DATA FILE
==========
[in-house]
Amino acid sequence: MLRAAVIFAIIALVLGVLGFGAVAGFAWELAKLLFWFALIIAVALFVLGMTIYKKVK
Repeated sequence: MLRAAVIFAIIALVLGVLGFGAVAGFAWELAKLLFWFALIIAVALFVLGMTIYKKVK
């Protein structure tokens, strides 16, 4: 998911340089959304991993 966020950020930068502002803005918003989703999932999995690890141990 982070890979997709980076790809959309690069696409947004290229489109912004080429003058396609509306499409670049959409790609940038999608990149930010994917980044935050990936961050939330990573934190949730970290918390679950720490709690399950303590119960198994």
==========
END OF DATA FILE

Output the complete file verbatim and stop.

[in-house]
Amino acid sequence: MLRAAVIFAIIALVLGVLGFGAVAGFAWELAKLLFWFALIIAVALFVLGMTIYKKVK
Repeated sequence: MLRAAVIFAIIALVLGVLGFGAVAGFAWELAKLLFWFALIIAVALFVLGMTIYKKVK
């Protein structure tokens, strides 16, 4: 998911340089959304991993 966020950020930068502002803005918003989703999932999995690890141990 982070890979997709980076790809959309690069696409947004290229489109912004080429003058396609509306499409670049959409790609940038999608990149930010994917980044935050990936961050939330990573934190949730970290918390679950720490709690399950303590119960198994």